President Joe Biden’s Build Back Better plan is setting up a conflict between Hispanic-serving colleges and historically Black institutions — with both vying for the same resources to address inequities for underserved populations.

HBCUs have built a collective brand, getting renewed presidential attention since the Trump administration and using their political clout to push Congress for money to upgrade aging campuses they say have long been underfunded by the federal government. Hispanic-serving institutions, which number more than five times as many across the U.S. as the approximately 100 HBCUs, say their institutions have also been overlooked.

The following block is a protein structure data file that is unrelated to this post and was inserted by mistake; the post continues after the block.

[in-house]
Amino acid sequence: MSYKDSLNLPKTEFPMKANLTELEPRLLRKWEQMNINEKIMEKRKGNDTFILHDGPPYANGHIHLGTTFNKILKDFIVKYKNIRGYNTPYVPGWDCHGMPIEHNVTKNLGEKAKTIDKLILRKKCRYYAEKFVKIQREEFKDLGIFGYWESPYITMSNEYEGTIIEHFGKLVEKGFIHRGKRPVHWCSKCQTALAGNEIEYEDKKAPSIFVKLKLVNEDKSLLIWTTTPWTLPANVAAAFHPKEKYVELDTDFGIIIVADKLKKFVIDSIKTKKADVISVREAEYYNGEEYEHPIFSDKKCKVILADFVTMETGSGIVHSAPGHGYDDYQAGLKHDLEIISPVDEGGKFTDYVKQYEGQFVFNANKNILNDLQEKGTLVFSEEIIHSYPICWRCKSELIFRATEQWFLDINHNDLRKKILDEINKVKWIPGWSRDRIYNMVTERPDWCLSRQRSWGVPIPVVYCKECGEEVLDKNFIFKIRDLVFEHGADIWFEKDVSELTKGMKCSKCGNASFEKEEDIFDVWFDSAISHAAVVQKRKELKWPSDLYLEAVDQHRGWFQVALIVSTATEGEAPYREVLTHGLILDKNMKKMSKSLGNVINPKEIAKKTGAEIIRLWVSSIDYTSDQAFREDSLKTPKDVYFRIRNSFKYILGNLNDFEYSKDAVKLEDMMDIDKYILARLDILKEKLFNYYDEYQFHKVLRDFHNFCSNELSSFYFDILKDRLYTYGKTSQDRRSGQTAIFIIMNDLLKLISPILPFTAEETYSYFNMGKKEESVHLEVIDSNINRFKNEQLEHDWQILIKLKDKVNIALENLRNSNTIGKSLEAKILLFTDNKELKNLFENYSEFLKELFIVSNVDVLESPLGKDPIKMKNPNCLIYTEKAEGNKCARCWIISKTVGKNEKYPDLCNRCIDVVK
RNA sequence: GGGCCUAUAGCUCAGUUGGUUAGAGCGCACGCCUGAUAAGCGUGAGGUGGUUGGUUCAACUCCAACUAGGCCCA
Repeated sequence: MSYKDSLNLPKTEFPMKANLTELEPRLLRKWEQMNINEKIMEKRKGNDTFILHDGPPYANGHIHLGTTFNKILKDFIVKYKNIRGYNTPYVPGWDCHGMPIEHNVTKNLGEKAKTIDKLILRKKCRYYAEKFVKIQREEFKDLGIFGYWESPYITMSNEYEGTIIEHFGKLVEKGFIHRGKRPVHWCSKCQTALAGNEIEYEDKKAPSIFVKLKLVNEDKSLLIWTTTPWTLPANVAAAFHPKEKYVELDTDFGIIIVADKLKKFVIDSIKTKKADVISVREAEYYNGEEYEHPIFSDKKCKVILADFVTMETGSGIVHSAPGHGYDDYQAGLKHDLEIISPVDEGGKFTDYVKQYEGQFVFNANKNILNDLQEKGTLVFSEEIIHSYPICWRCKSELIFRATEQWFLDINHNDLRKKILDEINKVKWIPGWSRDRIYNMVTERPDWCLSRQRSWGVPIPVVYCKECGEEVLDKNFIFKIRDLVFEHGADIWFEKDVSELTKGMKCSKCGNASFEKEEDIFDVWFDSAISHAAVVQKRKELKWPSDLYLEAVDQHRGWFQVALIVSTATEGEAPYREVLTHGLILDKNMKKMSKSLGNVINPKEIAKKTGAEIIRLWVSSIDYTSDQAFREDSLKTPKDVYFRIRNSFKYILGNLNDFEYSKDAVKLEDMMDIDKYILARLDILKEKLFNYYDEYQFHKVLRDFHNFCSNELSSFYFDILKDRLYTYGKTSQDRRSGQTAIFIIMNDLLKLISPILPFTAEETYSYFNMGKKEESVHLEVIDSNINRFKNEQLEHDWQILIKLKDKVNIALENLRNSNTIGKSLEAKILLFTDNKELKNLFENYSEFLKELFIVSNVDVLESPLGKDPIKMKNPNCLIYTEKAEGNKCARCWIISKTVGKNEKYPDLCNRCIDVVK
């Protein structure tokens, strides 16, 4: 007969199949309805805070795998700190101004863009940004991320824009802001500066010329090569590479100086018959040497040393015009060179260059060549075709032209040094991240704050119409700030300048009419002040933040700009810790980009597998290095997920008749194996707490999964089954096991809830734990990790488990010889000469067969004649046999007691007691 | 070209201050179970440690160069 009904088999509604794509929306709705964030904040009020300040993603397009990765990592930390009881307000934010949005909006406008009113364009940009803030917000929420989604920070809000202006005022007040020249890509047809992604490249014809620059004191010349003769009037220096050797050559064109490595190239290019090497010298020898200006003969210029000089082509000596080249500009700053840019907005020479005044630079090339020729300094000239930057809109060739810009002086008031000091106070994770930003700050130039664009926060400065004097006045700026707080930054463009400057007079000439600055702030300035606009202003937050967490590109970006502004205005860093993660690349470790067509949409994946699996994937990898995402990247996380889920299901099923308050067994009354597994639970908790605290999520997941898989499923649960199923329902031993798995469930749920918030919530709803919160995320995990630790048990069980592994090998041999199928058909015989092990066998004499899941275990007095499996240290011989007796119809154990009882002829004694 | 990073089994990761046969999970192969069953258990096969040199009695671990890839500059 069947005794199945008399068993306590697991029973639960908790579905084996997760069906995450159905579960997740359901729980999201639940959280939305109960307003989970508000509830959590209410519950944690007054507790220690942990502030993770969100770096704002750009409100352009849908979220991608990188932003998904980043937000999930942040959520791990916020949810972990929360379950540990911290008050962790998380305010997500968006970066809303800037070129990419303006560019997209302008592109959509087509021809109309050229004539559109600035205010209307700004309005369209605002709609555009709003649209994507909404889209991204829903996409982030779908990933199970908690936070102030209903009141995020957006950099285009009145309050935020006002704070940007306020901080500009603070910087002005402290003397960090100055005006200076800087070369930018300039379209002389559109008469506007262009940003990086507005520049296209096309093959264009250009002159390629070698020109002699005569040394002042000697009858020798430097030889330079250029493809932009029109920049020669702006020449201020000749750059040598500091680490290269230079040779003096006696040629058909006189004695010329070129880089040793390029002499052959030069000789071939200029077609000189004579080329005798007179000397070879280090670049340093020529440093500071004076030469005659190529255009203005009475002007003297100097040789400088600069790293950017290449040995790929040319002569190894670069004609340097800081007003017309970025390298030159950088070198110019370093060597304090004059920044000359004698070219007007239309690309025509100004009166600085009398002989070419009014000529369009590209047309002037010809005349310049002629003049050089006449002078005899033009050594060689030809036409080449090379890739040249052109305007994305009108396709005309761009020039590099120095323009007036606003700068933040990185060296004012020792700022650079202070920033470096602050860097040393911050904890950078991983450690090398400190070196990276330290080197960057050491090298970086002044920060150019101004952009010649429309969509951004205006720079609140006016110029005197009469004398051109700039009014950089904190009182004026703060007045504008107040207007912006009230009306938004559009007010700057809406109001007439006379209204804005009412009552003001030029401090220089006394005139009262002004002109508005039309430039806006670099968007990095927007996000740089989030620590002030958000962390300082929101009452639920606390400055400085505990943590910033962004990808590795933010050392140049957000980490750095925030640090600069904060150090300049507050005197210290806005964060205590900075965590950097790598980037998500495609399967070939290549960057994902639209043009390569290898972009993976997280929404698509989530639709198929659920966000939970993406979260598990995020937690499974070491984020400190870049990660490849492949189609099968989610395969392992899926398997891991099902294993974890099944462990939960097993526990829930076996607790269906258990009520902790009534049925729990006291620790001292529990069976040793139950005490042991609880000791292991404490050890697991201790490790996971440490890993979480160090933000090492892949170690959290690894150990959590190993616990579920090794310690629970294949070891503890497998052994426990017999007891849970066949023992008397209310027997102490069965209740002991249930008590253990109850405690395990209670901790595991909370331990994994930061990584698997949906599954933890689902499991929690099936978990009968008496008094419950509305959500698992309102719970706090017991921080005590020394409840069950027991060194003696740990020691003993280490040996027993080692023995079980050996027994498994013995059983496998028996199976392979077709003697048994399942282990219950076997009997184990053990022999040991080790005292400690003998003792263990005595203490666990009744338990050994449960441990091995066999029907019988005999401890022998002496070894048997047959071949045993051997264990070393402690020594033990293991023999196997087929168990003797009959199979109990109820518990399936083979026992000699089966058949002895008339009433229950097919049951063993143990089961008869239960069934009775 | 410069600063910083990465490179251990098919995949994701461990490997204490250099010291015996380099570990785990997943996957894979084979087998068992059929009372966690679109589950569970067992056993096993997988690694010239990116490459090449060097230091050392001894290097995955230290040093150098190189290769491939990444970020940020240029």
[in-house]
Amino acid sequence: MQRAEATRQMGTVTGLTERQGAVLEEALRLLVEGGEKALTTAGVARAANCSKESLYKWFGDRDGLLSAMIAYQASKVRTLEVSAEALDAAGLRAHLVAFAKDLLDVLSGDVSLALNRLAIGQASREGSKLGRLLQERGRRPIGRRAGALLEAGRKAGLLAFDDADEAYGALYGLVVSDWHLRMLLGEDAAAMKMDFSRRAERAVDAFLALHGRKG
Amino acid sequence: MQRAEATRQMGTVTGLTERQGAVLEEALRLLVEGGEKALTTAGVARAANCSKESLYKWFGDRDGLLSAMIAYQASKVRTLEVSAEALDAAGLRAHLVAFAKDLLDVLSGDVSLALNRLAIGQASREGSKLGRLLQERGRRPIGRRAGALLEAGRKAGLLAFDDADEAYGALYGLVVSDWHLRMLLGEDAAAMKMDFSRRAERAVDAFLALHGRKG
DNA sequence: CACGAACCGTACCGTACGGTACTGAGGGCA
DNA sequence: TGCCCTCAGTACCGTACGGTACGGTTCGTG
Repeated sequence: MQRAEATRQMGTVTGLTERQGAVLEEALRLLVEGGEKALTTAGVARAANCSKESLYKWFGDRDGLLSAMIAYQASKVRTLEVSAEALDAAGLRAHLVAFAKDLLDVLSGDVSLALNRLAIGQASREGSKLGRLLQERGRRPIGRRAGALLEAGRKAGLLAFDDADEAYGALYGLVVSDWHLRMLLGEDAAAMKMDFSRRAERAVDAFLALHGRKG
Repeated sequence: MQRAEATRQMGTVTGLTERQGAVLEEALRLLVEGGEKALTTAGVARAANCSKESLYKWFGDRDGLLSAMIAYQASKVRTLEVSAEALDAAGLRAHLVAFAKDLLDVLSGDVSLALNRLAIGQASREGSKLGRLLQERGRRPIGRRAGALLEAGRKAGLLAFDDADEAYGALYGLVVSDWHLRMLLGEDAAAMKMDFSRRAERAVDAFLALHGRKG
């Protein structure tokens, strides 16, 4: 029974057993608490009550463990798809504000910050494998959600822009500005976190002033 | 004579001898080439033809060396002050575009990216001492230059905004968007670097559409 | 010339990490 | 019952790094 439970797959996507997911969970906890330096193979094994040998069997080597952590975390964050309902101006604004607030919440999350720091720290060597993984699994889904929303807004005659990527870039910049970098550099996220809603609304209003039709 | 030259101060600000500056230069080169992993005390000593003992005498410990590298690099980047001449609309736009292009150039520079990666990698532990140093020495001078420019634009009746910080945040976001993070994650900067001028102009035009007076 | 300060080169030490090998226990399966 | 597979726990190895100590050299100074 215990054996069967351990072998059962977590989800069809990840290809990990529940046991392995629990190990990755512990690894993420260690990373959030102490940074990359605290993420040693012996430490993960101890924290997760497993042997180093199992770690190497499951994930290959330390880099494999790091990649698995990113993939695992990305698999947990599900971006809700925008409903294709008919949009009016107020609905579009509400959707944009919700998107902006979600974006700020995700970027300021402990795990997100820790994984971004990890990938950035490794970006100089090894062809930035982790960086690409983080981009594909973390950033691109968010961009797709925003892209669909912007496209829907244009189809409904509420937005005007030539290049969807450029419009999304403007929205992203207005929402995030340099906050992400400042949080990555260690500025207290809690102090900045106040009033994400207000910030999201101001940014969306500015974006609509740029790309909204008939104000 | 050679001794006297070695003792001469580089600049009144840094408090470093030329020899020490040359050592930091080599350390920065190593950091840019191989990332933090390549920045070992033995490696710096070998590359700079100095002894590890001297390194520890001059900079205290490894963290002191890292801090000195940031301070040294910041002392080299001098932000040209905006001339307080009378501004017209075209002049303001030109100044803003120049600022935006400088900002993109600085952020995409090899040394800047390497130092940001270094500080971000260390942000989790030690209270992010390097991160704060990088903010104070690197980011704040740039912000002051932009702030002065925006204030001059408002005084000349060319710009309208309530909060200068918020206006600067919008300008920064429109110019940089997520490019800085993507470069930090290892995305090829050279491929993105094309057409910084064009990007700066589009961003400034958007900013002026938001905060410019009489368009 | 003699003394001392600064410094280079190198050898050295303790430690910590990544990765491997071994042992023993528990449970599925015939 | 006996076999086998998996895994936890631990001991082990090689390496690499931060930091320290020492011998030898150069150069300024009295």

For Latino education groups, leveraging their growing representation is part of the politics.

The head of the Education Department is Latino, and the latest census data has removed any doubt about the potential clout of the community. The way House Democrats wrote the multitrillion-dollar reconciliation measure — which would require minority-serving institutions to compete for billions of dollars — has also mobilized Latino higher education advocates. They are wielding influence in Congress — even at the risk of alienating HBCU advocates who are better known on Capitol Hill.

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